Danny's European Adventure-Epicurean Delights, Friends, Skulls, and a Manic Man
Our first day in France began with our last morning in Barcelona. Back to work for the rest of the Spanish world, but much to look forward to in ours. I got to running for the fifth straight day as men and women in snappy suits headed of to their office jobs, and workers who were going to get their hands dirty marched to theirs.
My hierarchy of daily exercise in the days past knee surgery, and with a cranky back, goes this way. Gym if available, I have a little one in my basement. If I have access to a bicycle, either my own toted along, or one for rent, and if all else fails these days, I run. I still do run by choice some when I am in big cities, in New York always since it is one of my favorite things.
But it appears that I am going to be going about fifteen in a row here, and that will almost certainly be the most since the amazing, or insane (your choice) 7,131 I did through 2005. I may be in traction back in the good ole U.S.A, but that’s the way it’s going to be.
We picked up our rental car at the airport in Barcelona and off we went north. It is about 100 miles to France from Barca and it is a magnificent ride through the Sierra Nevada range of the Pyranees, with some spectacular views with the mountaintops still covered in snow. We stopped for a great lunch in the seaside city of Callela before proceeding to our home for the week in Montserat, France, a tiny village in the wine country of Southeast, France of around 600.
We couldn’t have nicer accommodations for our stay for our party of four, a simple, but lovely villa with a mountain view over a small outdoor pool. There is a far more interesting side part however, the fact that the husband of the couple who runs the little compound that includes four villas does volumes of serious contemporary sculpture that abounds the area. Also, his engaging wife, who runs the operation, took us around and detailed what is behind many of his ideas. Which included a crypt, which was a long, dark, tunnel with about thirty metallic skulls in various colors and patterns. Using only a phone flashlight for illumination, it created a creatively creepy feeling as you passed through.
We wandered leisurely through the afternoon for a lunch in LaGlasse, a village up in the mountains, and later enjoyed another lovely evening, this time not in a restaurant, but with friends we met last year in the nearby village of Boutenac. Their hospitality, a delicious duck dinner, and ample amounts of red wine and conversation were delightful to say the least.
I went back to our apartment, thinking it unlikely that I would get to see the Champions League semi-final between Liverpool and Barcelona. After having been in Barca for five days just before, I had experienced the jubilation of the fans after they rolled Liverpool in the first leg 3-0. It seemed a bit impossible for Liverpool to mount a realistic comeback.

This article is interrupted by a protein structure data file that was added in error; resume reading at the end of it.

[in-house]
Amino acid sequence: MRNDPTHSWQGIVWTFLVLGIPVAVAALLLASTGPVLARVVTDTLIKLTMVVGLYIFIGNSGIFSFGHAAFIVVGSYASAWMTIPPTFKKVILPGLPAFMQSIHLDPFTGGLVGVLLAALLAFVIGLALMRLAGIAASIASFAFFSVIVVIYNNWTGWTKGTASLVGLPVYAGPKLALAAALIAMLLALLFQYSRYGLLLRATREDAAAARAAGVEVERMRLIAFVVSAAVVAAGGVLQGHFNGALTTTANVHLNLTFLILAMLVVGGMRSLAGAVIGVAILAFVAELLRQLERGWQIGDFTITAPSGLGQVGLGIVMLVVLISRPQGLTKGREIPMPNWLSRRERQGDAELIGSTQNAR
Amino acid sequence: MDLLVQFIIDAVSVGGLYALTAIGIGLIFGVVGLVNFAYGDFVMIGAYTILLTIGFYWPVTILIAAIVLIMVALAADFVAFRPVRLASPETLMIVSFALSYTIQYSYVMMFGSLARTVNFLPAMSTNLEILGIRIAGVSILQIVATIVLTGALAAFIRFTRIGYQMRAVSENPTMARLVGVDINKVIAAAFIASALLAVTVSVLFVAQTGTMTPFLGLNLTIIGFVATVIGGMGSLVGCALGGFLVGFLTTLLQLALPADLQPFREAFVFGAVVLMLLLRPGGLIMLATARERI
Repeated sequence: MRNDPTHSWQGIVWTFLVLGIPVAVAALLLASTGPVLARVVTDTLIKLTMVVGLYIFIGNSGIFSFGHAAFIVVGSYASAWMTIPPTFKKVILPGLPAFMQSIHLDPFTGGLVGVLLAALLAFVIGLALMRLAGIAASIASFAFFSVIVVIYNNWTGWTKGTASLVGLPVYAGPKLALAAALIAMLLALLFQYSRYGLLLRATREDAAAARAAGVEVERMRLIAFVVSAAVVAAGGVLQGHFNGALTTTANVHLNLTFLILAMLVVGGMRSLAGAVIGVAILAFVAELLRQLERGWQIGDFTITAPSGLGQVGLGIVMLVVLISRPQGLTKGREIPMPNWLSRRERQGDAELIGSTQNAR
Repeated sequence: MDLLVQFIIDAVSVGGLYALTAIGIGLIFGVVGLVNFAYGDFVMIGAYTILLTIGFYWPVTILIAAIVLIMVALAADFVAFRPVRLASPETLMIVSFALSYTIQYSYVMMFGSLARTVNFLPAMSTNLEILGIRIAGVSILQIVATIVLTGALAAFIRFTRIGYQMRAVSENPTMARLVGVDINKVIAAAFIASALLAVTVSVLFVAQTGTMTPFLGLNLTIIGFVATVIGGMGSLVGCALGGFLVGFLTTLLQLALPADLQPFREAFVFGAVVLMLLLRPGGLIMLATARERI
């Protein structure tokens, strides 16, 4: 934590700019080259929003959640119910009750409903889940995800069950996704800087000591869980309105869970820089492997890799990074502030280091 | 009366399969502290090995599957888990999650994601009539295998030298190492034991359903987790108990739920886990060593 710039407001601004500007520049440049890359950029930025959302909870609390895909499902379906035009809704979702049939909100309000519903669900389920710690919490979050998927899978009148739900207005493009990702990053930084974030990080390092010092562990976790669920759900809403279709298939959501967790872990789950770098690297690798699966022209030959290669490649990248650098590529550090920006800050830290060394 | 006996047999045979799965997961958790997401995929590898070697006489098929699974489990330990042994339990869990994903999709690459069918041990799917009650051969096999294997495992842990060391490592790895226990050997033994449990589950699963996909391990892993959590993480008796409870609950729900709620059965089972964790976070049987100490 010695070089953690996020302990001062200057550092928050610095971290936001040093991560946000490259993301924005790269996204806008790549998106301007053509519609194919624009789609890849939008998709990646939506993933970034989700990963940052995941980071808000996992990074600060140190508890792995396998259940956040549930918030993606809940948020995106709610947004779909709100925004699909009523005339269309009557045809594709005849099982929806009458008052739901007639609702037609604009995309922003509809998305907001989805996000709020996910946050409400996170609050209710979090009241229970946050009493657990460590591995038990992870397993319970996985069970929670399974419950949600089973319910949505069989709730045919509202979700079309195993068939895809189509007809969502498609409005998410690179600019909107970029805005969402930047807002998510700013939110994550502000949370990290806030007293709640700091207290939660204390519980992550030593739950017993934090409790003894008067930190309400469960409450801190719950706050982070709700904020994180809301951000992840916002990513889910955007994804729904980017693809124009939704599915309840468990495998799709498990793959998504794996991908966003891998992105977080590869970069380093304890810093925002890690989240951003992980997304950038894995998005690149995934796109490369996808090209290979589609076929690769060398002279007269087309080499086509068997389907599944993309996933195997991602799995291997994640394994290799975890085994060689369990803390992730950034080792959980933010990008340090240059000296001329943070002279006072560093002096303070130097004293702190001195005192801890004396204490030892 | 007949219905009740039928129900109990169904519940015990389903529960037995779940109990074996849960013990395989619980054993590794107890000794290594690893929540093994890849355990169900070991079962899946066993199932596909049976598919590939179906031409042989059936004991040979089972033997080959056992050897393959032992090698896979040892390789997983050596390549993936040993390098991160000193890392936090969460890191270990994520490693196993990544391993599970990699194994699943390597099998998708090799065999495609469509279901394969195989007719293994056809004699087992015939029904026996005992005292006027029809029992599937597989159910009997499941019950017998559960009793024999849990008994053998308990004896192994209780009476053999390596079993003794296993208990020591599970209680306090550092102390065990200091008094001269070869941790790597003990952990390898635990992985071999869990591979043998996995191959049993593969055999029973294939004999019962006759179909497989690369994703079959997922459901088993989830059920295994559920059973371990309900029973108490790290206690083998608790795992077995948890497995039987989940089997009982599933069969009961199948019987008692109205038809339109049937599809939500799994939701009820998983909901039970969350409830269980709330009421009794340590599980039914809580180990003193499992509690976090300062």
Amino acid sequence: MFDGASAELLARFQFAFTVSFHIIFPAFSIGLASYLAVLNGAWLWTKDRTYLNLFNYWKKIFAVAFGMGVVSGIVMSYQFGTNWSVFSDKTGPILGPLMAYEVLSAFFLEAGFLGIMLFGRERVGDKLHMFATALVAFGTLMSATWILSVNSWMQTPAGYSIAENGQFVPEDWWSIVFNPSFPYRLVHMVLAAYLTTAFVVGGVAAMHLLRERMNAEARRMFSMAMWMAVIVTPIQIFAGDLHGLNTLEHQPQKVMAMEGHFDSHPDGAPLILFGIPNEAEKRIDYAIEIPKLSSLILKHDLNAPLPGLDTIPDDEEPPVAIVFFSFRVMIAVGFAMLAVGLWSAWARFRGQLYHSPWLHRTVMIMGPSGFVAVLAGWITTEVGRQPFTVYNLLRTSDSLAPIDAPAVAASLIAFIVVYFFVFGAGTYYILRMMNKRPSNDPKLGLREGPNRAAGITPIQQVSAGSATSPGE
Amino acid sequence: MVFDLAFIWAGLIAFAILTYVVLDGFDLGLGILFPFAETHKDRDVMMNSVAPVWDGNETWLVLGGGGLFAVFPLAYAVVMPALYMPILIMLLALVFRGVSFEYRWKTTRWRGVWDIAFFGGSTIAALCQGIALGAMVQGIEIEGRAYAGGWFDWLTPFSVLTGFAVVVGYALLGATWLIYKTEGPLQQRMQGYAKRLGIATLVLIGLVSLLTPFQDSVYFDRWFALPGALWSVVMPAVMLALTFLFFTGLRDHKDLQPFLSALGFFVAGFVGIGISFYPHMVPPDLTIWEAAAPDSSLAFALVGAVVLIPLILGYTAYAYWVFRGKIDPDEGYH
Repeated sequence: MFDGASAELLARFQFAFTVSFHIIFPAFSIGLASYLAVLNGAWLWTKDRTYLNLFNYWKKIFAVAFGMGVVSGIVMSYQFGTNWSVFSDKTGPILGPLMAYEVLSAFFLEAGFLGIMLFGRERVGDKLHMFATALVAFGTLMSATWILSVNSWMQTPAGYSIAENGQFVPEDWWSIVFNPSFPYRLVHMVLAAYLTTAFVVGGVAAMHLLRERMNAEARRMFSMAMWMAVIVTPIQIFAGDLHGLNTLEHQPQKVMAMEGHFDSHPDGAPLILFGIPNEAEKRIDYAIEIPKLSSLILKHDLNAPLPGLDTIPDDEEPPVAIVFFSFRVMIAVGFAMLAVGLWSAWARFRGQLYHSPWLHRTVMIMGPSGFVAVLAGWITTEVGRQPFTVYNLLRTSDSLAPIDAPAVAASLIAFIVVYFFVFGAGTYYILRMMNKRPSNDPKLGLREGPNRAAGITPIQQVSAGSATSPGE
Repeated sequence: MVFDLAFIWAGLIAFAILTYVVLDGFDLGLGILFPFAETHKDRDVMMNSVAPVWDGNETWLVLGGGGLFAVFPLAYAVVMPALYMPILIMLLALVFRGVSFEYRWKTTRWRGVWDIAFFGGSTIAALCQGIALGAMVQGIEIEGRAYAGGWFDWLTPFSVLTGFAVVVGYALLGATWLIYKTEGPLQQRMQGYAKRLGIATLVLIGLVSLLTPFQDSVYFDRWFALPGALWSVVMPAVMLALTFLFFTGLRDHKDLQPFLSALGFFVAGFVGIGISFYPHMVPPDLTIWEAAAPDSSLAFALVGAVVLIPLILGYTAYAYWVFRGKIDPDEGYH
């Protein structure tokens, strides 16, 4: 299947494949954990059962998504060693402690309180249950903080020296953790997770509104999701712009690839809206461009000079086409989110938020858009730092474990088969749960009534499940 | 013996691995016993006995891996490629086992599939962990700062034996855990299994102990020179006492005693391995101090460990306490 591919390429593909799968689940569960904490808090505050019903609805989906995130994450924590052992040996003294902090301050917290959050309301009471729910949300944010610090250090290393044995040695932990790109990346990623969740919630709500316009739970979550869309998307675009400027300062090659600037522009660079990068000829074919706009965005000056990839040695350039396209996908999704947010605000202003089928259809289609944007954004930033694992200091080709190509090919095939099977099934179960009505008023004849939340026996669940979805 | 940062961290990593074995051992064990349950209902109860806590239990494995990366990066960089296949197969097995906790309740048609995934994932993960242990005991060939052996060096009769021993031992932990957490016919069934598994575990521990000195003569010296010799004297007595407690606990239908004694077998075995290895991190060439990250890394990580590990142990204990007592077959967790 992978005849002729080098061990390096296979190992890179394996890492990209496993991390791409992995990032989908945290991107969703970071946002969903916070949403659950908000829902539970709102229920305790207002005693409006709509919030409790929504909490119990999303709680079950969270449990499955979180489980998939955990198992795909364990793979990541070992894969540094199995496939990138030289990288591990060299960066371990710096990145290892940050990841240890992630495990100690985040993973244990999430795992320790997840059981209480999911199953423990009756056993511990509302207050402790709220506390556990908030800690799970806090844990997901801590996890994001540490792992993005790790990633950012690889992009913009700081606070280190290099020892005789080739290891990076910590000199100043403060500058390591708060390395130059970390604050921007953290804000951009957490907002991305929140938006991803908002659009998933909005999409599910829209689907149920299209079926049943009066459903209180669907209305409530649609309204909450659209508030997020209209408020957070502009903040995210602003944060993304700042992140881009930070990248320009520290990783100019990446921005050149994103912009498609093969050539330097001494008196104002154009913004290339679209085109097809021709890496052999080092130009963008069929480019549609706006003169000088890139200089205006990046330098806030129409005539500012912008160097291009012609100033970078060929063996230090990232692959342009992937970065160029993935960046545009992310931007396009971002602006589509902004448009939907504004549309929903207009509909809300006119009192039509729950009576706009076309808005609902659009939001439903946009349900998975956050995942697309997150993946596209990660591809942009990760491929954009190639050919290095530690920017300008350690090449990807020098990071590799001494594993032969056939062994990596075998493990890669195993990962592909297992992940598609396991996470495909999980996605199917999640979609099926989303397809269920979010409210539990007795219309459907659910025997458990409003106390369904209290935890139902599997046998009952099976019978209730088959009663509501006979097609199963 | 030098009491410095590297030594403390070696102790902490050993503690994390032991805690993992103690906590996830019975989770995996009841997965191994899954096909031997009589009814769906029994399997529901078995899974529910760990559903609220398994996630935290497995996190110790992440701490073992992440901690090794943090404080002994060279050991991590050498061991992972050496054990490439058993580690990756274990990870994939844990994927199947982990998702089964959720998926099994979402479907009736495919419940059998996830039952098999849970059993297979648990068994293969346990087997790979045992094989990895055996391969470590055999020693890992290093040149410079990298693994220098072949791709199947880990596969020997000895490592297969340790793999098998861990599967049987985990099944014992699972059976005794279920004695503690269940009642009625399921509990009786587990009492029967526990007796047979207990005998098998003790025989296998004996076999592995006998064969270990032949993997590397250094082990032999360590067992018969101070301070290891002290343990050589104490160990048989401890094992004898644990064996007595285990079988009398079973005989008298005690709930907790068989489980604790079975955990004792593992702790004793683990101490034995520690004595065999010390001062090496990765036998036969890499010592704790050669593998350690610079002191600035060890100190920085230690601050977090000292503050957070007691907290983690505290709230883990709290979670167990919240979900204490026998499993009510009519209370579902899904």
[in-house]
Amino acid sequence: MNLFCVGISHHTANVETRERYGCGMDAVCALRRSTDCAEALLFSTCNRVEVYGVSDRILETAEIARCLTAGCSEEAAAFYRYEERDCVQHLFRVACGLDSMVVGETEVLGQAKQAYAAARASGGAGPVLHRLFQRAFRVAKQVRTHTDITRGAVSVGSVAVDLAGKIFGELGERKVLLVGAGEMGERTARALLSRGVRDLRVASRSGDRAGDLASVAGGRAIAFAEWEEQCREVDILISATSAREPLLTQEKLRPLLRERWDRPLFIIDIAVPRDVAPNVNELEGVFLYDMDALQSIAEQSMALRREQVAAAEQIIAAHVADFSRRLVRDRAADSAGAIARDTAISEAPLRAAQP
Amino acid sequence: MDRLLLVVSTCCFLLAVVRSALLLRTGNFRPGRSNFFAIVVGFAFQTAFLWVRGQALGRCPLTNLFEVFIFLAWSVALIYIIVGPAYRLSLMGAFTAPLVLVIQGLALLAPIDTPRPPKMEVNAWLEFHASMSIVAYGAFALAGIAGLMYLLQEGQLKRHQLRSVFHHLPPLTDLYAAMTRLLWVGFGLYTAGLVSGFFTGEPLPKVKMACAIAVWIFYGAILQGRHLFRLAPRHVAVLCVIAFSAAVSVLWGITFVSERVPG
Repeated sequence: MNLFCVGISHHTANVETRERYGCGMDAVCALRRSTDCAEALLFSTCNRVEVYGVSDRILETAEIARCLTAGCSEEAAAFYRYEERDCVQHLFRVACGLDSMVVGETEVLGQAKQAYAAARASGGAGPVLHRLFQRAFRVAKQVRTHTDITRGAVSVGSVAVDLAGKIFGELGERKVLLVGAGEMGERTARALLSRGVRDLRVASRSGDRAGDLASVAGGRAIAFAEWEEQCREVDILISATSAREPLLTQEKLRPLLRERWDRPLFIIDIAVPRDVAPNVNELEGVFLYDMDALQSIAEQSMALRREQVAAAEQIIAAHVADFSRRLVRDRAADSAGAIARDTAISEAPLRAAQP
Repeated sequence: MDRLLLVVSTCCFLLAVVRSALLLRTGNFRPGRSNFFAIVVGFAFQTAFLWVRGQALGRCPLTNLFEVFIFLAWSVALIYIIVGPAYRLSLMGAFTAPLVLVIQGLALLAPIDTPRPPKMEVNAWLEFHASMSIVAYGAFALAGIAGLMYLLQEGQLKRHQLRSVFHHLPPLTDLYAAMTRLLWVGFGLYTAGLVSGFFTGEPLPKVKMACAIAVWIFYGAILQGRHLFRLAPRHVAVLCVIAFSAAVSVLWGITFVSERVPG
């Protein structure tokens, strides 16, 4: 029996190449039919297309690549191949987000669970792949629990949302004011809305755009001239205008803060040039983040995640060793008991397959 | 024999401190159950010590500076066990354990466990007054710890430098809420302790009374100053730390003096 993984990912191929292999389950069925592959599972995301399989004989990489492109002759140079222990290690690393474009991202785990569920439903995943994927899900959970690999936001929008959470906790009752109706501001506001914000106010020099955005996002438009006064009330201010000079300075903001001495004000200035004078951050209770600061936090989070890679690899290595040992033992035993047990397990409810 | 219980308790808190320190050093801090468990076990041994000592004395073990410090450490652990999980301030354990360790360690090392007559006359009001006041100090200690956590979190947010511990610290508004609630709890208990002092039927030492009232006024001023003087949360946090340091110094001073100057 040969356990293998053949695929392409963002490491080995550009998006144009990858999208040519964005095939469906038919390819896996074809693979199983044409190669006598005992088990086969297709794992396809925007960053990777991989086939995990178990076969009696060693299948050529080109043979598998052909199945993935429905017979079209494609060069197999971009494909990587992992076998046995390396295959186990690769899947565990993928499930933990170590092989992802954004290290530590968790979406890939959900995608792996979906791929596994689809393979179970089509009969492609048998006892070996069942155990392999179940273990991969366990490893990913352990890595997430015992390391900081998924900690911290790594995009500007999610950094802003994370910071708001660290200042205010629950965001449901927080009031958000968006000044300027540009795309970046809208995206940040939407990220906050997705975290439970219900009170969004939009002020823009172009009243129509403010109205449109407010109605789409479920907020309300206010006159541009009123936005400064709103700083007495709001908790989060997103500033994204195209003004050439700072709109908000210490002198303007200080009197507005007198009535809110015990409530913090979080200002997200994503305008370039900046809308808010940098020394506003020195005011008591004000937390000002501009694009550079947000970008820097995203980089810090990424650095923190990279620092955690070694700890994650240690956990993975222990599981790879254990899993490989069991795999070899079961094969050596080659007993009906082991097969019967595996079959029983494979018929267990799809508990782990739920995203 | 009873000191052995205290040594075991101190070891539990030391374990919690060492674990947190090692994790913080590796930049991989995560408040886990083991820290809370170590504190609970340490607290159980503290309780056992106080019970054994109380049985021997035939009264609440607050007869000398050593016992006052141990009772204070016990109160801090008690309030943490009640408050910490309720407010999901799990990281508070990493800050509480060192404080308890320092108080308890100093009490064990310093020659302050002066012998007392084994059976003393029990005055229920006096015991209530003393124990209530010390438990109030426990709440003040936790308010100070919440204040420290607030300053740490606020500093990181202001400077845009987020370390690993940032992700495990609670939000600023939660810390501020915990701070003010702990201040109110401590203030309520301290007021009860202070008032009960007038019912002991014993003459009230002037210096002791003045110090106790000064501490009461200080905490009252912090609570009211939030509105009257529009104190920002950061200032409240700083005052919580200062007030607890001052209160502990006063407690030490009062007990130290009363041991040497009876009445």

I had sampled my French TV options the day before, and it was clear that the CANAL Sports channel that would carry the game live was on another tier. And that didn’t prepare me for an experience I likely will only have again if the same channel replicates what I am about to describe for Wednesday’s other semifinal.
After surfing through to make sure I had not missed something, I handed the remote to my sister-in-law, and a few minutes later she said “Look at this!” What was dubbed Euro Channel 17 had their own version of the game. They could not show it, so they were bouncing back and forth from a desk where a host and four pundits were breaking down the game, which was in the 75th minute with Liverpool having made a miraculous comeback to lead 4-0 in the game, and 4-3 on aggregate.
Of course, this still meant that a single road goal for Barcelona would give them the victory over the two legs. What they were bouncing back to were two men wearing headsets, facing the camera, with their eyes on a monitor watching the game. One man was the play-by- play announcer, and he was very enthusiastic (remember this is all in French and I can’t understand a word), but he seemed somnambulant compared to the apoplectic man next to him who bore a string resemblance to Danny DeVito.
At first, I thought our man Danny was a Barca man, since he was seemingly desperately begging for a winning goal. Arms flailing, chewing a pencil, and regularly grasping his head in dismay, I finally figured out that the result he really wanted was for Liverpool to hang on for dear life. They would occasionally cut back to the desk, where the five experts were calmly voicing their opinions, which again I could not understand at all. Trying to decipher something from the French graphics was about all I could attempt.
Relief came to “Danny” as the final whistle blew. He then buried his head in his partners chest and then planted a big kiss on each cheek. Liverpool 4, Barcelona 3, and it was back to the pundits for analysis. There must have been some hefty embargo on the video, because I watched another hour, and only got five head shots and the occasional still photo. That was OK, I had just witnessed something completely unique, and I had laughed myself to exhaustion.
Nighty-night came easily and it was up this morning for a sixth straight running day, and my body still hasn’t rebelled. Another active French day awaits, perhaps at the end I will have the chance to rekindle by relationship with the manic “Danny”.